1. 24 hour access to good quality grass hay or pasture - We all have a tendency to get focused on feeding grains and high fat feeds to our horses when they need to gain weight and overlook the contribution that good quality grass forage can make. Free access to grass hay or pasture always underpins effective weight gain programs for horses.
  2. Lucerne hay - Lucerne will provide your horse with good quality protein which will facilitate muscle development. This is particularly important if your horse suffered muscle wastage at the time that weight loss occurred. Lucerne is also a high energy forage and makes a valuable contribution to raising a horse's energy intake above their daily requirement to encourage weight gain. It is difficult to make a recommendation as to exactly how much lucerne should be fed as each horses requirement will vary depending on the degree of weight gain required, their temperament (as occasionally lucerne hay will cause behavioural changes in some horses) and the quality of grass hay being fed. Between 0.5 kg and 1 kg per 100 kg body weight per day is a good place to start.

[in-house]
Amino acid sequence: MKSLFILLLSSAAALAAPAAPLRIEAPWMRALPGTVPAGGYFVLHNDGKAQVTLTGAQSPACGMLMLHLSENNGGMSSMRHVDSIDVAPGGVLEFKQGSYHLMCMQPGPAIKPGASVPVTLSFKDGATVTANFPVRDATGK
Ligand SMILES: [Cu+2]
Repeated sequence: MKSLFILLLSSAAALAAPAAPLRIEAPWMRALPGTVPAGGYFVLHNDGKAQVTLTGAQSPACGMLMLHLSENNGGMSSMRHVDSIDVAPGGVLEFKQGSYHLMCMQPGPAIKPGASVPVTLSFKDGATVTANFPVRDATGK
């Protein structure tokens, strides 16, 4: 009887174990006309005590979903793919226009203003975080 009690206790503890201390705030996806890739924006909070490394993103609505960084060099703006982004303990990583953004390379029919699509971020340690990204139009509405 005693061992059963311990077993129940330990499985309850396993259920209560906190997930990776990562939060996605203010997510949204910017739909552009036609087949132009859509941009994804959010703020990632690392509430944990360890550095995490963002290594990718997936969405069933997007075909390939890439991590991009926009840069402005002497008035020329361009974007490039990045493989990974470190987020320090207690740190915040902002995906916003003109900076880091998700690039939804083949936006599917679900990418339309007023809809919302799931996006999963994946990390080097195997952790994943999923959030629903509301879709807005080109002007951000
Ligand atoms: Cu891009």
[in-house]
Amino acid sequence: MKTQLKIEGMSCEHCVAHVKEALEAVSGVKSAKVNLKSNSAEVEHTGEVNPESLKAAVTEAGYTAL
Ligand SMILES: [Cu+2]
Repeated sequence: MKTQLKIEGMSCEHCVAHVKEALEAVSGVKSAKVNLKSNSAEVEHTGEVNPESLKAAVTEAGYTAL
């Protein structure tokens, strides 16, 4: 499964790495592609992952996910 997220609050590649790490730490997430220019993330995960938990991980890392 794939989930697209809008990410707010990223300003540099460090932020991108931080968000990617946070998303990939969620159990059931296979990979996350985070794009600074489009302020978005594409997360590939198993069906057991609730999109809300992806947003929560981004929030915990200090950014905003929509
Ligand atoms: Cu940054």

3. High energy feeds when they are needed - If weigh gain is not achieved after implementing the first two steps above, your horse still requires additional energy over and above that provided by the pasture and/or hay. You now have three high energy feed options to consider adding to your horse's diet.

These are:

  1. High energy fibrous feeds such as soybean hulls, copra meal and sugarbeet pulp - These feeds are similar to pasture and hay, however the fibre they contain is more readily digested by the bacteria in the hindgut meaning they contain a similar amount of energy as cereal grains. These feeds will encourage weight gain and are suitable for all horses. They are particularly well suited to horses who become excitable and hyperactive when fed cereal grains.
  2. Cereal grains and grain based feeds - Cereal grains are well known as being high energy feeds and are useful in the diet of horses that need to gain weight. However some grains and grain based feeds are more suitable than others from a weight gain perspective. When selecting grains to feed to encourage weight gain it is critical that the starch within the grain (which is the high energy component) is digested in the small intestine. Grains that are digested in the small intestine will provide your horse with more energy (and therefore more weight gain). They will also ensure your horse avoids problems with hindgut acidosis which can cause laminitis and will also reduce the amount of energy a horse can extract from pasture and hay.